Each year, the third Thursday in May marks Global Accessibility Awareness Day (GAAD)—an opportunity for discussion about digital access and inclusion and commitment to change for the more than 1 billion people across the globe with disabilities and impairments.
Over the past year, accessibility was thrust into the spotlight more than ever before, as the pandemic closed campuses and moved learning online en masse. Students who relied on in-person supports suddenly had to figure out how to navigate virtually. Colleges and universities were and remain on the front lines managing requests from students, as is Justin Tumelaire, Sr. Manager for Accessibility at Cengage. Thankfully, Cengage has been working for many years to help make online homework platforms accessible for learning, aiding in the rapid transition to online learning.
In recognition of GAAD, and to help draw attention to accessibility needs and promote key learnings, we sat down with Justin to discuss the important work his team does.
1. Describe your role at Cengage?
In my current role as Sr. Accessibility Manager, my team supports a range of teams from product to web to marketing to ensure our resources are meeting accessibility requirements and needs. From evaluating assessment activities to ensuring they’re accessible, creating accessible marketing flyers to leading cross-functional working groups to plan and implement enhancements—all across a portfolio of tens of thousands of digital resources; the work is complex and dynamic, but central to what we do.
Inclusivity is one of our core Learning Design principles. If learning can’t be accessed by all, we can’t achieve our goals, so we must design with accessibility in mind.
2. What motivates you in your work?
Tackling a tough challenge—and there are no shortage of challenges when it comes to accessibility, especially for impacted students. Sometimes, you have to be creative in finding the best solution.
I also care about people and people are a central aspect of accessibility. We are all created with dignity and there shouldn’t be barriers to opportunities for ourselves, our knowledge or our skills—or our ability to share these gifts to help enrich the lives of others. Accessibility is about preserving that dignity.
3. How do you feel the culture at Cengage enables accessibility?
Our Credo guides us in our mission, and included in that, is believing in the power and joy of learning and being accountable to and for each other. Everyone is committed to making a difference here. Everyone’s day jobs, be it software development, web design, etc., are busy and get busier when I come to them with additional work to make sure a solution is as accessible as it can be. Still, everyone is on board. They want to make products accessible; they want to make our products available to everyone.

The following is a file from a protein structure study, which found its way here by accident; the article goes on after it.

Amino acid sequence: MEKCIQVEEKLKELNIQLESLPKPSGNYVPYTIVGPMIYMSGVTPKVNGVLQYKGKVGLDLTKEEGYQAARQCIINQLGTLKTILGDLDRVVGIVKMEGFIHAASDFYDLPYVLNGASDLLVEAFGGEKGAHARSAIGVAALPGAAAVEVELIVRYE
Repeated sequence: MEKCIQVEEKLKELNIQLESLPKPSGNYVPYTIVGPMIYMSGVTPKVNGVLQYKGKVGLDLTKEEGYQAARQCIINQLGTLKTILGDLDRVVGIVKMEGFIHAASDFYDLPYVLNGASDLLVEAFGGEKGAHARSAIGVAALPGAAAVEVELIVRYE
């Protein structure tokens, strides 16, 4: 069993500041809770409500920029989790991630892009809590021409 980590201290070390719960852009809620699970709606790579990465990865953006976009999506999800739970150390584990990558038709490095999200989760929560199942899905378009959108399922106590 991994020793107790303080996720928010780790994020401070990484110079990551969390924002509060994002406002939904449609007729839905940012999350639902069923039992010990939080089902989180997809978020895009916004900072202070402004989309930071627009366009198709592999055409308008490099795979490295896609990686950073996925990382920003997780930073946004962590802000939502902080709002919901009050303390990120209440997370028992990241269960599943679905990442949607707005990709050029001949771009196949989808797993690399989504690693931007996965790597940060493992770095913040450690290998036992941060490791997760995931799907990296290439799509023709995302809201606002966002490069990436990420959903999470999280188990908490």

And now people are being proactive about accessibility—they want to learn more. Our culture is a big part of that.
4. What are the best parts of your job and what are you most proud of?
Personally, I appreciate the complex challenges this role brings. Given privacy protections, we don’t always get to hear directly from a student about the impact of our work, but I like seeing other people talk about it. The more visibility there is for accessibility, the better. And not just visibility into the challenges a user might face, but visibility around the importance and impact of accessibility. The fact that employees are proactively reaching out to us, asking questions and driving efforts, is great.
For example, a team recently did a training for a software guild on accessibility and our folks independently and proactively chose this as topic to focus on, and share knowledge on. It’s this work that will eventually lead to widespread impact.
5. What are the hardest parts about your job?
The sheer number of stakeholders, processes and teams that are involved with developing any given product can certainly be a challenge. There is no one-size-fits-all technique for making different products accessible. A lot of coordination must happen between different technology teams, content teams and vendors. At times, that can make it challenging to achieve scale, but not impossible.
6. How has COVID-19 impacted accessibility?
COVID-19 highlighted the importance of accessibility more than ever because students who may have had face-to-face supports no longer had them, or they had to figure out how to navigate virtually to the support they needed. In a perfect world, everything that everyone creates would be accessible, but when we face an unexpected challenge like COVID, it really highlights why accessibility is so important and helps us, and any company that creates digital solutions, prioritize and strive to develop solutions that everyone can use.
7. What do you wish people better understood about accessibility?
Accessibility work is more than just a task—it needs to be a mission. There are criteria that guide the development of accessible products, but people must be the driving force to make it happen. It’s only possible when we’re conscientious and deliberate in our efforts. Accessibility must not be an addition to workflows, but an integrated part of them.
Also, consider there are things we all take for granted and that there might be individual situations that affect the way people learn. Developing solutions that are accessible helps maximize the learning experience for everyone, but it’s also critical to have a support system in place when a barrier occurs.